Most recently, perhaps the best tool at our fingertips is the NRA’s fasting-growing digital property: NRAWomen.com. The site launched in April 2020 amid the global COVID-19 pandemic when many organizations were shutting down. It took a giant step forward in supporting our needs and interests with a national website that gives a voice to women who shoot, hunt and seek to engage in Second Amendment advocacy. With a strong focus on personal protection, the site offers reviews of guns and gear ideal for women, while serving as the 2A community’s most credible resource for firearms training and education. Home to thousands of articles written by respected experts in their fields, NRAWomen.com caters to all levels of expertise in firearm ownership and hunting. It provides the resources to help women get outdoors while welcoming and encouraging the millions of new female gun owners and hunters who have joined the NRA’s ranks. And best of all, the website is available free of charge for members and non-members alike.
NRAWomen.com has also led the charge on helping women find the right handgun. Through her annual Ladies Pistol Project, Editor-in-Chief Ann Y. Smith solicits input from a women-only focus group to test dozens of models of handguns and offer feedback through a survey. The results are posted online and serve as one more tool for women who are looking for advice on what might be her perfect gun.
For the many hunters in our midst, the NRA show also featured the annual NRA Hunters’ Leadership Forum’s (HLF) Dinner and Awards Ceremony. We were there in part to honor one of the most intriguing women in the outdoors—South Dakota Gov. Kristi Noem—and to present this NRA Life member with the HLF’s NRA Distinguished Hunters Leadership Award for exceptional leadership in hunting and wildlife conservation. But we were also there to support the NRA, the organization we’ve counted on for 152 years to do hunters’ heavy lifting—to protect hunting as a freedom, a right and a cherished way of life.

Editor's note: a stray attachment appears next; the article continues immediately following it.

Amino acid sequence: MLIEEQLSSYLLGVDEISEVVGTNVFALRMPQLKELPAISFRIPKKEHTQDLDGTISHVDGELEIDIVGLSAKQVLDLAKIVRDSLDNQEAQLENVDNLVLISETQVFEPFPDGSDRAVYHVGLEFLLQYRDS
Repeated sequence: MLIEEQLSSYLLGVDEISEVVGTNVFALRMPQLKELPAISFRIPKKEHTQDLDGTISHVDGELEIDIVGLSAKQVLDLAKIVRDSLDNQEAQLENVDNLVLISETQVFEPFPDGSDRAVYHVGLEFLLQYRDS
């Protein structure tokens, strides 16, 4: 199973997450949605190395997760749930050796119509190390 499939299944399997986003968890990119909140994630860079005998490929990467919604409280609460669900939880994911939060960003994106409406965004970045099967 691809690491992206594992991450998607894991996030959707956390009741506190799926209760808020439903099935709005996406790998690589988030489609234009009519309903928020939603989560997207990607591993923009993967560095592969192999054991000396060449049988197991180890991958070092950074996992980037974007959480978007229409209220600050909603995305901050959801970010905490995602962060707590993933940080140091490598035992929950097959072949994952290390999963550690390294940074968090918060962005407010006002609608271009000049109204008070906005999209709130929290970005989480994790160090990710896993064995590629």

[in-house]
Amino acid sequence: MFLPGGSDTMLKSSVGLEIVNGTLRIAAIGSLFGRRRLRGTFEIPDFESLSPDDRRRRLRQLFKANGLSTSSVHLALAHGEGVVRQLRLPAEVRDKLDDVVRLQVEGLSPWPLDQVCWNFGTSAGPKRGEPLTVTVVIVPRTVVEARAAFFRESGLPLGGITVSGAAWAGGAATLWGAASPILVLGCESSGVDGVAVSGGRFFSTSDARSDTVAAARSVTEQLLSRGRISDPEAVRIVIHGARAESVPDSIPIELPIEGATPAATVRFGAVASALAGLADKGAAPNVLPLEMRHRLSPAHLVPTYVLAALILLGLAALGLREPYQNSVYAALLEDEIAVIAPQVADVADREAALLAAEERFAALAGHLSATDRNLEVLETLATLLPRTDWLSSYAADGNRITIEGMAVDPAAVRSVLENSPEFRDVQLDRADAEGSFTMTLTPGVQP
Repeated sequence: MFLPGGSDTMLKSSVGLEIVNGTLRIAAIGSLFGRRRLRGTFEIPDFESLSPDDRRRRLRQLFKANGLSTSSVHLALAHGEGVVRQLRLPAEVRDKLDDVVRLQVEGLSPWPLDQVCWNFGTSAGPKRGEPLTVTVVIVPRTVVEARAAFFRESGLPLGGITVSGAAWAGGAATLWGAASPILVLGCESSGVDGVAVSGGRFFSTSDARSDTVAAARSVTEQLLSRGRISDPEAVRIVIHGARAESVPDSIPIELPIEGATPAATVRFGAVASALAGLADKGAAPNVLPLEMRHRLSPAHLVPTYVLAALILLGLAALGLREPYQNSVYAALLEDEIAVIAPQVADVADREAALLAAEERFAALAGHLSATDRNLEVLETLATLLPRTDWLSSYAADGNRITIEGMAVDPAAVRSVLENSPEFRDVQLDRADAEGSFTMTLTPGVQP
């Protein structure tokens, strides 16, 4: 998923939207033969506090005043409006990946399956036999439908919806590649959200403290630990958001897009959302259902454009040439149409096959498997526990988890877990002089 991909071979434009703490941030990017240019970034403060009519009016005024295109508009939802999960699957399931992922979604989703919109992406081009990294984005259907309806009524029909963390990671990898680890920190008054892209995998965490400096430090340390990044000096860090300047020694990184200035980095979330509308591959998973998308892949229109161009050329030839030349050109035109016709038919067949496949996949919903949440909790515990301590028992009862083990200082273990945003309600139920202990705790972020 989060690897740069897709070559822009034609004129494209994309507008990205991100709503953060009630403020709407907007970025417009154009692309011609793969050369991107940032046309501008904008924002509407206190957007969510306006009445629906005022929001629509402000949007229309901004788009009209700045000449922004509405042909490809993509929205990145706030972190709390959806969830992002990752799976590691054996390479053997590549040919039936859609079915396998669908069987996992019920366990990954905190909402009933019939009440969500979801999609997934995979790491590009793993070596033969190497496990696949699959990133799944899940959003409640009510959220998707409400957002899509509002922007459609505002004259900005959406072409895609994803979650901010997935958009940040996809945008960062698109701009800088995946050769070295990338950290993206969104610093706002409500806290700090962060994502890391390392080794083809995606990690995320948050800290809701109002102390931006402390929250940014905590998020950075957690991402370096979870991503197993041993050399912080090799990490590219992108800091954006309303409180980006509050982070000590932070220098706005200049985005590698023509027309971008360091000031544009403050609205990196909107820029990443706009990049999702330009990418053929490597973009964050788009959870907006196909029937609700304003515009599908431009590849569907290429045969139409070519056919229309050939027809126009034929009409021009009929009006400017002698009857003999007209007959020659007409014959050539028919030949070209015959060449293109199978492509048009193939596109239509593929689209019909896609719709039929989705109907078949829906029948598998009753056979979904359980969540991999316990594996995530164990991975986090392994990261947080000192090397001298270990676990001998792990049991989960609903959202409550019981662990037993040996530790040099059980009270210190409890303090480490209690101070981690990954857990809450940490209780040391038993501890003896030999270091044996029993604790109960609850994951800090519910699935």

Protecting hunting’s future is critical as we gun owners and hunters watched the 21st century bring about a culture war on us hunters fueled by groups like the Humane Society of the United States, PETA and others dedicated to shutting down all hunting. This is why in 2014 the NRA launched the HLF and established a permanent endowment to address the challenges to legal, regulated hunting’s future. First up was tackling the communications hurdle to seize control of the narrative, accomplished in 2016 when NRA Publications launched the award-winning website—NRAHLF.org. The only issues-based news site of its kind, it works with our NRA Institute for Legislative Action to report on the threats to hunting on the state, national and global levels.